If everyone in America had read Stephen Moore's new book, Who's The Fairest of Them All?: The Truth About Opportunity, Taxes, and Wealth in America, Barack Obama would have lost the election in a landslide.
The point here is not to say, "Where was Stephen Moore when we needed him?" A more apt question might be, "Where was the whole economics profession when we needed them?" Where were the media? For that matter, where were the Republicans?
Since Who's The Fairest of Them All? was published in October, there was little chance that it would affect this year's election. But this little gem of a book exposes, in plain language and with easily understood facts, the whole house of cards of assumptions, fallacies and falsehoods which constitute the liberal vision of the economy.
Yet that vision triumphed on election day, thanks to misinformation that was artfully presented and seldom challenged. The title Who's The Fairest of Them All? is an obvious response to liberals' claim that their policies are aimed at creating "fairness" by, among other things, making sure that "the rich" pay their "fair share" of taxes. If you want a brief but thorough education on that, just read chapter 4, which by itself is well worth the price of the book.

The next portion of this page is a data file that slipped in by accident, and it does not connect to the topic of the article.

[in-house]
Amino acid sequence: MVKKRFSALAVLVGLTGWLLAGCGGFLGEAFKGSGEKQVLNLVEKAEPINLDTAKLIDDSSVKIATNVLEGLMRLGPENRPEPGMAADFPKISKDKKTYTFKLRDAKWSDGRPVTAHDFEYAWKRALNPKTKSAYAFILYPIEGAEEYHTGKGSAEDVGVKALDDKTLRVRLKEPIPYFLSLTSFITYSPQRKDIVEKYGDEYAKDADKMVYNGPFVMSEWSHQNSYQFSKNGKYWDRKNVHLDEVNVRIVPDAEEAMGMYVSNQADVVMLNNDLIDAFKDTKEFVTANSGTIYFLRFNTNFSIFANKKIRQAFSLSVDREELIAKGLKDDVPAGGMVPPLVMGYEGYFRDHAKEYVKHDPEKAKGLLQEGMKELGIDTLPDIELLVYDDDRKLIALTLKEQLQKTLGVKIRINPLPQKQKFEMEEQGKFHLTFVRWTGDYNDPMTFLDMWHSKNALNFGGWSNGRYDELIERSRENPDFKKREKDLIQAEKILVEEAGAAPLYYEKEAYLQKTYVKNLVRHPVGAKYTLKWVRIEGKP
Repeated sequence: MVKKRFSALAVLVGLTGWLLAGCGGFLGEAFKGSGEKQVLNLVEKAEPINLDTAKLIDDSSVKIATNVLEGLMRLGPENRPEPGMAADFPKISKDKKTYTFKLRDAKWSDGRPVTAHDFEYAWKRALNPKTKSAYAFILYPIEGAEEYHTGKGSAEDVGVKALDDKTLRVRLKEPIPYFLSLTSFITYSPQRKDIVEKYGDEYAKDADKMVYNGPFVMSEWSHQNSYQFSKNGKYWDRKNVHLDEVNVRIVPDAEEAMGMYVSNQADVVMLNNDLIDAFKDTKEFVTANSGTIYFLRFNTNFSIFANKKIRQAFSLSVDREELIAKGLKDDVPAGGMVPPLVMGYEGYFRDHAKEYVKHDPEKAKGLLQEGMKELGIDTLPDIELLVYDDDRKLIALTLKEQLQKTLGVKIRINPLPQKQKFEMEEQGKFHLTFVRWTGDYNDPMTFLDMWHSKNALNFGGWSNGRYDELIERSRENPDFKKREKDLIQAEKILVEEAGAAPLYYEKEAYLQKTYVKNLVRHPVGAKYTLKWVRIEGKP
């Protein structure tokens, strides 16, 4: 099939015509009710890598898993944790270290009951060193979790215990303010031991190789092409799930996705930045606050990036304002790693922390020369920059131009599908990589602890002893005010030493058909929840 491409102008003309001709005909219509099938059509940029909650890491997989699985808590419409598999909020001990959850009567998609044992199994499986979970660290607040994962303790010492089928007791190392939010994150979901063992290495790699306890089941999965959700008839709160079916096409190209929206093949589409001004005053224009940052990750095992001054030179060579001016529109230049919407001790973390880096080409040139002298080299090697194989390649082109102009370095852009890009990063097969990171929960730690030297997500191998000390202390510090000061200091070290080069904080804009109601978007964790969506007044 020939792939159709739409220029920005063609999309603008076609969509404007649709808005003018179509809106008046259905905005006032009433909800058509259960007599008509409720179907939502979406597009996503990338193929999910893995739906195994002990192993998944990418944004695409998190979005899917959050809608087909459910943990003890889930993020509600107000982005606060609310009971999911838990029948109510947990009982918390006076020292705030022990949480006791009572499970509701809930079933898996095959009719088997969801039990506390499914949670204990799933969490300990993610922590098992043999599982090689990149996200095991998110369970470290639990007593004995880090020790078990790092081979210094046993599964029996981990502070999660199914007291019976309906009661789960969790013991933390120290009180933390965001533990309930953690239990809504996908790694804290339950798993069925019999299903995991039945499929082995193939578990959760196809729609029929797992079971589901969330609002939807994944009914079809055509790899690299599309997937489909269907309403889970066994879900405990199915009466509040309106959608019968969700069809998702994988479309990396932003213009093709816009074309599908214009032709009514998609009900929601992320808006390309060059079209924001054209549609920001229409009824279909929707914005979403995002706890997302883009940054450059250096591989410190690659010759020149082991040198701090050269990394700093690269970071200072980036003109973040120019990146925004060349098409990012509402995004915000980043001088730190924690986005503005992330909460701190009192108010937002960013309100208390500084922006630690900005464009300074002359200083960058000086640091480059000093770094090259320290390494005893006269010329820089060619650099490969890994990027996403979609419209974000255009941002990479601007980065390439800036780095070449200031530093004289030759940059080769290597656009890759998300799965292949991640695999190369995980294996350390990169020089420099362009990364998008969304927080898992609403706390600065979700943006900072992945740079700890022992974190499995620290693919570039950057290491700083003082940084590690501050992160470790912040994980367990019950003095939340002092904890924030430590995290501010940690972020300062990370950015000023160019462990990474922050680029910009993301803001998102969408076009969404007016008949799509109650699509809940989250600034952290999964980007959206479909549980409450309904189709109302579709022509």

A couple of graphs on pages 104 and 108 are enough to annihilate the argument about "tax cuts for the rich." These graphs show that, under both Republican President Calvin Coolidge and Democratic President John F. Kennedy, high-income people paid more tax revenues into the federal treasury after tax rates went down than they did before.
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Thomas Sowell (photo)